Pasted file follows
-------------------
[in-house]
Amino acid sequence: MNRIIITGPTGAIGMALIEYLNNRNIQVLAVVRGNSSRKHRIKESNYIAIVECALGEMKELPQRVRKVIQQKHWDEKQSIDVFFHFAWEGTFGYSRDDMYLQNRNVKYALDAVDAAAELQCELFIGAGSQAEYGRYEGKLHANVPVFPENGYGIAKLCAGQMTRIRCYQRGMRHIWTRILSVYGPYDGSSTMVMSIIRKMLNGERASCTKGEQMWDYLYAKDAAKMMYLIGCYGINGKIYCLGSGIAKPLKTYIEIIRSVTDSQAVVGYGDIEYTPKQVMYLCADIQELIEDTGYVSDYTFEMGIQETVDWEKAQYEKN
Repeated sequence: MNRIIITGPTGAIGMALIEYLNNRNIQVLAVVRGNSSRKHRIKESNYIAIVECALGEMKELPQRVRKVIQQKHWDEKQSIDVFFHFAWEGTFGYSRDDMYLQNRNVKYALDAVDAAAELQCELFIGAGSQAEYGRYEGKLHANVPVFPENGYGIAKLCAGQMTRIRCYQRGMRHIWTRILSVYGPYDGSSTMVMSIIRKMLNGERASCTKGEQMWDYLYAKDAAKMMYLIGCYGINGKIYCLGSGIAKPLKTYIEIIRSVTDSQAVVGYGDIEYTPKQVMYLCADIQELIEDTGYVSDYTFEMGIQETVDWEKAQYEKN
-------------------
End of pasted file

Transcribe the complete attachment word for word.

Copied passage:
[in-house]
Amino acid sequence: MNRIIITGPTGAIGMALIEYLNNRNIQVLAVVRGNSSRKHRIKESNYIAIVECALGEMKELPQRVRKVIQQKHWDEKQSIDVFFHFAWEGTFGYSRDDMYLQNRNVKYALDAVDAAAELQCELFIGAGSQAEYGRYEGKLHANVPVFPENGYGIAKLCAGQMTRIRCYQRGMRHIWTRILSVYGPYDGSSTMVMSIIRKMLNGERASCTKGEQMWDYLYAKDAAKMMYLIGCYGINGKIYCLGSGIAKPLKTYIEIIRSVTDSQAVVGYGDIEYTPKQVMYLCADIQELIEDTGYVSDYTFEMGIQETVDWEKAQYEKN
Repeated sequence: MNRIIITGPTGAIGMALIEYLNNRNIQVLAVVRGNSSRKHRIKESNYIAIVECALGEMKELPQRVRKVIQQKHWDEKQSIDVFFHFAWEGTFGYSRDDMYLQNRNVKYALDAVDAAAELQCELFIGAGSQAEYGRYEGKLHANVPVFPENGYGIAKLCAGQMTRIRCYQRGMRHIWTRILSVYGPYDGSSTMVMSIIRKMLNGERASCTKGEQMWDYLYAKDAAKMMYLIGCYGINGKIYCLGSGIAKPLKTYIEIIRSVTDSQAVVGYGDIEYTPKQVMYLCADIQELIEDTGYVSDYTFEMGIQETVDWEKAQYEKN